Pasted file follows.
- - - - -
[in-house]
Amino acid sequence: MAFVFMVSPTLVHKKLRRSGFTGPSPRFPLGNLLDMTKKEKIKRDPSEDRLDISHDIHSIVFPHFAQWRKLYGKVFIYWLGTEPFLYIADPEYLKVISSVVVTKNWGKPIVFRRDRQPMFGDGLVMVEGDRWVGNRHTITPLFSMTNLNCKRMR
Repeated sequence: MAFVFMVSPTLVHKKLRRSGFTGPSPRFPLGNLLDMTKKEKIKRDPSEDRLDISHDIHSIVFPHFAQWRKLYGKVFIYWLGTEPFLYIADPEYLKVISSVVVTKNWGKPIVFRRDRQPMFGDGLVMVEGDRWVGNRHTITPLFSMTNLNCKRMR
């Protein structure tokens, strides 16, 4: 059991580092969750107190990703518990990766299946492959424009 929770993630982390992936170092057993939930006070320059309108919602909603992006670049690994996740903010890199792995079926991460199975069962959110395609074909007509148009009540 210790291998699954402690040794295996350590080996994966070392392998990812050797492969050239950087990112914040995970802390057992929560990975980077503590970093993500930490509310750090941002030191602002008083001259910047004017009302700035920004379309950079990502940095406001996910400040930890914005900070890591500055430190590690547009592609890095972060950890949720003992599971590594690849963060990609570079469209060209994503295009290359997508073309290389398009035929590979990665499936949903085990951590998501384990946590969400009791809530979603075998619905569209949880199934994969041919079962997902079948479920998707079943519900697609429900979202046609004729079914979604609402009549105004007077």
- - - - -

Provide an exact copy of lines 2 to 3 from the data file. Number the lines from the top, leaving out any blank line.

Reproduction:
Amino acid sequence: MAFVFMVSPTLVHKKLRRSGFTGPSPRFPLGNLLDMTKKEKIKRDPSEDRLDISHDIHSIVFPHFAQWRKLYGKVFIYWLGTEPFLYIADPEYLKVISSVVVTKNWGKPIVFRRDRQPMFGDGLVMVEGDRWVGNRHTITPLFSMTNLNCKRMR
Repeated sequence: MAFVFMVSPTLVHKKLRRSGFTGPSPRFPLGNLLDMTKKEKIKRDPSEDRLDISHDIHSIVFPHFAQWRKLYGKVFIYWLGTEPFLYIADPEYLKVISSVVVTKNWGKPIVFRRDRQPMFGDGLVMVEGDRWVGNRHTITPLFSMTNLNCKRMR